Some households are spending more than 20 per cent of their disposable income on child care services, according to the Australian Competition and Consumer Commission’s interim report of its inquiry into child care services.
The report was commissioned by Treasurer Jim Chalmers to enquire into four child care services – centre-based day care, family day care, outside school hours, and in-home care – each of which are eligible for the government’s childcare subsidy.
The inquiry focusses on prices, supply and demand for child care services, and an initial examination of the impact of the subsidies.
The ACCC said the inquiry was informed by an extensive amount of data regarding the costs of providing child care services from large, medium and small providers.
“We are currently collating, checking and analysing this database of child care costs,” the report’s introduction reads. “This is the first time an extensive and detailed set of cost information has been collected for the Australian child care sector.”
The report states that during 2022, it estimates 1.275 million or 70 per cent of children aged five or under, and 655,000 or 25 per cent of children aged from six to 13 attended a child care service. And despite child care places increasing by 17 per cent since 2018, the increase has been inconsistent in its services offered and in geographical regions.
“Centre-based day care and outside school hours care make up 97 per cent of all childcare services,” it states. “The number of these services has increased since 2018, while the numbers of family day care and in-home care services have decreased.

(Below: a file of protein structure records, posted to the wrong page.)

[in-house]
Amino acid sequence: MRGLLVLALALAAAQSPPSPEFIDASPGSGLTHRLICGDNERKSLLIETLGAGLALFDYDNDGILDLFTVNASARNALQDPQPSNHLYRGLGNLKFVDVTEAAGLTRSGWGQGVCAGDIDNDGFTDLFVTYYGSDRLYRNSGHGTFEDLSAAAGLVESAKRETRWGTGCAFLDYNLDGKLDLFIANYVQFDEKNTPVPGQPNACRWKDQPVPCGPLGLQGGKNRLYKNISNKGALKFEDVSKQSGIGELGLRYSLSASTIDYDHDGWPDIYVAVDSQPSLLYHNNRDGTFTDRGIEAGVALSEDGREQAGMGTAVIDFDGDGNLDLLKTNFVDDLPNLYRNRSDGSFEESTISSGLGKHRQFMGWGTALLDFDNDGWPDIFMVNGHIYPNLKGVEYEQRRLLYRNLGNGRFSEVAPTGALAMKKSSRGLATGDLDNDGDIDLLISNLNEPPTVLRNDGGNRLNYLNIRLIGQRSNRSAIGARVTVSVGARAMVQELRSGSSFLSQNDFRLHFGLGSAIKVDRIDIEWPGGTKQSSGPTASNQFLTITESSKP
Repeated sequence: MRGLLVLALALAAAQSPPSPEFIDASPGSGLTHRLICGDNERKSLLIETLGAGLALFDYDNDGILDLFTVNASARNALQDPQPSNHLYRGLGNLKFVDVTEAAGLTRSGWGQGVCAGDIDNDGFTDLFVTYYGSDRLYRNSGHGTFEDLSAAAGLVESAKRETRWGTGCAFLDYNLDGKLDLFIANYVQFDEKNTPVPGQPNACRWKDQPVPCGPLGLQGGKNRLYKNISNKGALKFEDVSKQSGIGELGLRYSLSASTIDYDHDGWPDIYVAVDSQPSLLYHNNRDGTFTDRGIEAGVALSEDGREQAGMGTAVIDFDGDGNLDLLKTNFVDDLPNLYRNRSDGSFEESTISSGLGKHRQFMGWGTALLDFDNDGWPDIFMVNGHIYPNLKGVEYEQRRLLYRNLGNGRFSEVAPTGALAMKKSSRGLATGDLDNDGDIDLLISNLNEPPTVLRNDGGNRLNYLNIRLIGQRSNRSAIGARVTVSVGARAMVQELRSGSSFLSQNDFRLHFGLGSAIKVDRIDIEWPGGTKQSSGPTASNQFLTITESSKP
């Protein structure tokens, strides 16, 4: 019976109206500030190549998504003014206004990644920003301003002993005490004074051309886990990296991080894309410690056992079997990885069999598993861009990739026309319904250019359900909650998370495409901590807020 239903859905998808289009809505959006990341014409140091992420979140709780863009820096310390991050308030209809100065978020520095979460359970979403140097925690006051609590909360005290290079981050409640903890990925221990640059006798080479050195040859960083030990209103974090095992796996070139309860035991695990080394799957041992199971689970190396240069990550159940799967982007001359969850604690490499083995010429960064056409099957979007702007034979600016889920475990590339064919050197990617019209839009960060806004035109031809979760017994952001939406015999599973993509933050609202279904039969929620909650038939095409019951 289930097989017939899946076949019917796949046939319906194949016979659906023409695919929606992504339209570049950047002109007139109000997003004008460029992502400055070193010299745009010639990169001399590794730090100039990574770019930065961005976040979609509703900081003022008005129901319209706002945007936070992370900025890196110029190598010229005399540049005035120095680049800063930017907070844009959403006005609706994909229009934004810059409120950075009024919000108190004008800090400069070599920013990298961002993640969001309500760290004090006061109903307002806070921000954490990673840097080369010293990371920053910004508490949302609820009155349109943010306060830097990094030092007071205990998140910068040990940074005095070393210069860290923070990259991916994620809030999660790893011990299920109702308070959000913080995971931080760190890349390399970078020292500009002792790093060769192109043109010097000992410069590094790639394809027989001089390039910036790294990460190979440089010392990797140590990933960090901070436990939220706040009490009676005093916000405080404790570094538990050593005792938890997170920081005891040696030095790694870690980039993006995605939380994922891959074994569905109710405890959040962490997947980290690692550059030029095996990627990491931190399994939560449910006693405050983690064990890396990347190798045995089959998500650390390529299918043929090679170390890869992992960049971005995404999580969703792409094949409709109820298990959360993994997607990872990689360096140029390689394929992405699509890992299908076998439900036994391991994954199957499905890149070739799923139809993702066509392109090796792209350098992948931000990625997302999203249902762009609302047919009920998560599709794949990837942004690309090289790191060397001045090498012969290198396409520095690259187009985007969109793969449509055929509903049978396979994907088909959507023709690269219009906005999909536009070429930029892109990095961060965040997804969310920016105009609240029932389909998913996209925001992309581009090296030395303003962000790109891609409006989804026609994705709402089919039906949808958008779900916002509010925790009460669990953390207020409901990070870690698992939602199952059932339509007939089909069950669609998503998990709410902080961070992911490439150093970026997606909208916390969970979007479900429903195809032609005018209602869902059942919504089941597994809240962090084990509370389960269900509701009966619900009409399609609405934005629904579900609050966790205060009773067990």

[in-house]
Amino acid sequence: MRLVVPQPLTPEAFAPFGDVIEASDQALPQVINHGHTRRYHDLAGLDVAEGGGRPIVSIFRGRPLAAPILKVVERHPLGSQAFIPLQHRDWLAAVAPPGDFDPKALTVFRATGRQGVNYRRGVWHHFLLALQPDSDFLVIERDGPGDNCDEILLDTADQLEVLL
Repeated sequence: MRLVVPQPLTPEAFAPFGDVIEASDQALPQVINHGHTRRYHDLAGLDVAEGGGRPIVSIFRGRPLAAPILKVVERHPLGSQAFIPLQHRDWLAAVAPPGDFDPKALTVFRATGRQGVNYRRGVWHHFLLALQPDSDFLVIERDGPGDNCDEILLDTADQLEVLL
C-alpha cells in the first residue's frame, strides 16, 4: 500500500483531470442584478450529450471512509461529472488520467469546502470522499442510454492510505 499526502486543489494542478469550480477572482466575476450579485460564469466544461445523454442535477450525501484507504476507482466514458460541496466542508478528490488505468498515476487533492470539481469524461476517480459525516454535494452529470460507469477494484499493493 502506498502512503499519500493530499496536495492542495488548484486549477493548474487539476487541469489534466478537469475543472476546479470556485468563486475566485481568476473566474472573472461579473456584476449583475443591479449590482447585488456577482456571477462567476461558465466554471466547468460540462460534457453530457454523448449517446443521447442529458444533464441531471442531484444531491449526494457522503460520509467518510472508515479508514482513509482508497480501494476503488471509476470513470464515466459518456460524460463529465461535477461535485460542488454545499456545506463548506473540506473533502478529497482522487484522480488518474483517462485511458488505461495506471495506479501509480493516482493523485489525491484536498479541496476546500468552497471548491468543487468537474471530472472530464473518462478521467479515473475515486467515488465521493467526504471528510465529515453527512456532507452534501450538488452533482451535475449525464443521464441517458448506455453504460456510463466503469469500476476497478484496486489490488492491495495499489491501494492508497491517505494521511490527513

“The decline in family day care and in-home care services is likely to impact households in vulnerable situations and areas disproportionately because they rely more on these care types than other households.”
The report also found that, between 2018 and 2022, child care fees increased across all service types by between 20 and 32 per cent, meaning parents were increasingly considering affordability as the most important consideration when deciding how much child care to use.
In a 5 July release, the Federal Government says this highlights the importance of its Cheaper Child Care reforms which came into effect this month. The Government says the reforms will provide cost-of-living relief for more than a million families.
“Making child care cheaper is one of the best ways we can ease pressure on working families and increase participation in our workforce,” Acting Treasurer Katy Gallagher said in the release.
“Ensuring operators do the right thing and treat families fairly is vital, which is why this inquiry is an important part of our plan to help families cope with rising cost-of-living pressures.”
The report also found the average fee of larger providers was higher compared to small and medium providers; indigenous children were about 10 per cent less likely to be enrolled in child care than non-indigenous; vulnerable households faced more issues in terms of availability, choice and quality of care; and the number of family day care and centre-based day care services charging above the hourly rate cap had almost doubled in the past four years.
“Child care is important, but it’s also expensive,” Minister for Education Jason Clare said. “This report confirms that child care fees have increased faster than inflation from 2018 to 2022. That’s why our Cheaper Child Care package is so important, bringing those costs down.
“But it’s vital families are receiving the full benefit of these changes. The ACCC is watching what’s happening right now to see whether providers across the country are playing by the rules.
“If they don’t, then the ACCC will recommend what actions we need to take to ensure the full benefit of Cheaper Child Care is passed on to families.”
The release states the final report will recommend to Government whether price regulation mechanisms are working, and if more can be done to keep fees in check and costs down.